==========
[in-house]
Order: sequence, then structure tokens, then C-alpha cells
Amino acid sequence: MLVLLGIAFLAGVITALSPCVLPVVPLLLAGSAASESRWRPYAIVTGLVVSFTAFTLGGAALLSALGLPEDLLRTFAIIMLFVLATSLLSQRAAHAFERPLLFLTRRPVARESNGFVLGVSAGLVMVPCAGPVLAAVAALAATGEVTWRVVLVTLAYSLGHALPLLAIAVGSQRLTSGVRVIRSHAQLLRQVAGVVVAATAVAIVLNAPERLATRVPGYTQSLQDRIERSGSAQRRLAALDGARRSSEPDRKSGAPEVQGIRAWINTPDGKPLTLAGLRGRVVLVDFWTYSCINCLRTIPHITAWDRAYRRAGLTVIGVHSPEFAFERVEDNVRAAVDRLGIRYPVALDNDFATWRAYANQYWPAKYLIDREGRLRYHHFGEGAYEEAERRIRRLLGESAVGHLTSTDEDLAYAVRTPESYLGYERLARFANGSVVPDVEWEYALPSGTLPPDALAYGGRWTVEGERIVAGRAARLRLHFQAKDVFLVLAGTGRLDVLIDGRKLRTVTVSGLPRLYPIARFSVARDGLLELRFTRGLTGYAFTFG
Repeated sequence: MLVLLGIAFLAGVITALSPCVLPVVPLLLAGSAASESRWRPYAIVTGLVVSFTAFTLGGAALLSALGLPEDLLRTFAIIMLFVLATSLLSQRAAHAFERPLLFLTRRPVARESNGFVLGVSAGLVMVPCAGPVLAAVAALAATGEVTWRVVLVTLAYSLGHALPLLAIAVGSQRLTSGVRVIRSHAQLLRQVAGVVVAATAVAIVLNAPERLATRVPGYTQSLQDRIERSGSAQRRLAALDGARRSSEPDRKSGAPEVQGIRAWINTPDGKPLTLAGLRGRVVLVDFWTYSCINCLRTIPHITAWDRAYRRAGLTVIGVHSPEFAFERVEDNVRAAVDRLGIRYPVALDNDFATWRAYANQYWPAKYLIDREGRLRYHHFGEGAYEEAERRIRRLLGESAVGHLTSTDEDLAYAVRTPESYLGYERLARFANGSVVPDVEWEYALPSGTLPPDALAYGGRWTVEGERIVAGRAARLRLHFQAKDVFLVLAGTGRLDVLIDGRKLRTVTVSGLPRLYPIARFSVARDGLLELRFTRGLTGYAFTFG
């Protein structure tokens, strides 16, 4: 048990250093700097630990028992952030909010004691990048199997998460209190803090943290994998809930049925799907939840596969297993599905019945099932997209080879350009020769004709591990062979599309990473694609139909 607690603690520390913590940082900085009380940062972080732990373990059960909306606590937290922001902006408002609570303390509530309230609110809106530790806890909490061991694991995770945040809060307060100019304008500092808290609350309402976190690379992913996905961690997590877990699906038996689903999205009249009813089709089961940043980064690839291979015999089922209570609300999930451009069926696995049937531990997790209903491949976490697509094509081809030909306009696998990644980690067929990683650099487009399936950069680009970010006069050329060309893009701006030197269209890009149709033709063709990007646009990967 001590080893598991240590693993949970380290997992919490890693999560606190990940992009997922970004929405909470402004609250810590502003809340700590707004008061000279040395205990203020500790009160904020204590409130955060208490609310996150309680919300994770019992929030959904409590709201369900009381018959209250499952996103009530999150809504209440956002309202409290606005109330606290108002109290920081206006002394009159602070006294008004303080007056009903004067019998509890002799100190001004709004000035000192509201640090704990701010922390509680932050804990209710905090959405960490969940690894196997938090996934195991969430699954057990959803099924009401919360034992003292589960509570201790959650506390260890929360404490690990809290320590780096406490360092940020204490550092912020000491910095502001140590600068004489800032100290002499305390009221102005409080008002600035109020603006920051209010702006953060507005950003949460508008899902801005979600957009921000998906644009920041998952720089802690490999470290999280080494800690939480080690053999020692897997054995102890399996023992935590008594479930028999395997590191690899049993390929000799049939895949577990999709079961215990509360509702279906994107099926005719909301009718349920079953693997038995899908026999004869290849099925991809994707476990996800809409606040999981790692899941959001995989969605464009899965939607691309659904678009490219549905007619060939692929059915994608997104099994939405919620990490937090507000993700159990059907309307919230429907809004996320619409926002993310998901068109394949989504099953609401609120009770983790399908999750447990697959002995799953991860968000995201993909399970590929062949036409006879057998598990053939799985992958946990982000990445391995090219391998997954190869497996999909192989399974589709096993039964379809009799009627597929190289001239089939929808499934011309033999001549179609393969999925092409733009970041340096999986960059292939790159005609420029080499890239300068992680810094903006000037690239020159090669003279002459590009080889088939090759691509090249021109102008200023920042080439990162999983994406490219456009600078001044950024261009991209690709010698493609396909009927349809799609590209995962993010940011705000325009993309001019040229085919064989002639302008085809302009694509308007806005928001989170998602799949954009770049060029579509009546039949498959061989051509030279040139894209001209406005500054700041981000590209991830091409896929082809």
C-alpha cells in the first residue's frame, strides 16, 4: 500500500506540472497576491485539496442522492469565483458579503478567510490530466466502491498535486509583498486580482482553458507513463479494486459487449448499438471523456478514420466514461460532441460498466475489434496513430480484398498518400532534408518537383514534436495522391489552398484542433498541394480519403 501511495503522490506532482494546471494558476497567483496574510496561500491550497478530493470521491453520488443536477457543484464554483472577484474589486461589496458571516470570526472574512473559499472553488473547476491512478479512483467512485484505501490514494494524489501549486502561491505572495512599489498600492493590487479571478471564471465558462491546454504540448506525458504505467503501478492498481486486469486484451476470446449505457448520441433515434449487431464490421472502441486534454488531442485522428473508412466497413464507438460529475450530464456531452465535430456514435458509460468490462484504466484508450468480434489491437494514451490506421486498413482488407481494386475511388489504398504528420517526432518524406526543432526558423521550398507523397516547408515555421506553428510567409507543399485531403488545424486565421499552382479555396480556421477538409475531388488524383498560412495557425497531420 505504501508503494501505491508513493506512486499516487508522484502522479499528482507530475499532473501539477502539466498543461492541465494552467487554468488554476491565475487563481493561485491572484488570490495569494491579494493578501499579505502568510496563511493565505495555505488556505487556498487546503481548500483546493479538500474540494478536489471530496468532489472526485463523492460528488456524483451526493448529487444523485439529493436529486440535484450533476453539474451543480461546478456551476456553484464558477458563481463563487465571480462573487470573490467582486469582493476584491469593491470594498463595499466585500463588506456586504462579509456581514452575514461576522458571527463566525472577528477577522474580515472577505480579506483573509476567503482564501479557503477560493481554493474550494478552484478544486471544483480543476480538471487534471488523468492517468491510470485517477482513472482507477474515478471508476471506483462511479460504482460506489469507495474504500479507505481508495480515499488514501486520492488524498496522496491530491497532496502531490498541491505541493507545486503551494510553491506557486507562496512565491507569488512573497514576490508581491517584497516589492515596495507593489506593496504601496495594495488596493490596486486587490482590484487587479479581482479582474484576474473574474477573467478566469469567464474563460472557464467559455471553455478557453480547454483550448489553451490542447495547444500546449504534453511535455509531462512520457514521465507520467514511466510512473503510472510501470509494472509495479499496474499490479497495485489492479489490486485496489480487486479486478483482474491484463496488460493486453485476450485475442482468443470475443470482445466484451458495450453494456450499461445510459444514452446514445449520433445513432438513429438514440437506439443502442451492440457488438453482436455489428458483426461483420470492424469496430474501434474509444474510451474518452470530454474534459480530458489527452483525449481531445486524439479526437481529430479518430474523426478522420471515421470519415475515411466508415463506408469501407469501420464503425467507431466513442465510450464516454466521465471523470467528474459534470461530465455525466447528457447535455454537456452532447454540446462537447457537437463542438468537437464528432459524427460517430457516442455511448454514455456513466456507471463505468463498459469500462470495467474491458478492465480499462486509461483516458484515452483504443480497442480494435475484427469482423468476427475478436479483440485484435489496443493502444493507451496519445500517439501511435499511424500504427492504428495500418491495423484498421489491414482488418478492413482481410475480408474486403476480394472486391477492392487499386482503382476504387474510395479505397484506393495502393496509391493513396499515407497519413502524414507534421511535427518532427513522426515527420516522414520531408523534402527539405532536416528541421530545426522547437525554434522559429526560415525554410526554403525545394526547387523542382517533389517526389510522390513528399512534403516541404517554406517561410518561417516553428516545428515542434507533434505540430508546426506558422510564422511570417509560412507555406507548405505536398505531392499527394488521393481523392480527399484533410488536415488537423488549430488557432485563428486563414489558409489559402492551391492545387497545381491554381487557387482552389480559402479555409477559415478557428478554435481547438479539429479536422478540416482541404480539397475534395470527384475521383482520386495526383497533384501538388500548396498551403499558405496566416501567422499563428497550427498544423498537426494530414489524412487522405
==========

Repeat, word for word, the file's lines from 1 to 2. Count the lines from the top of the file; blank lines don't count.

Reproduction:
[in-house]
Order: sequence, then structure tokens, then C-alpha cells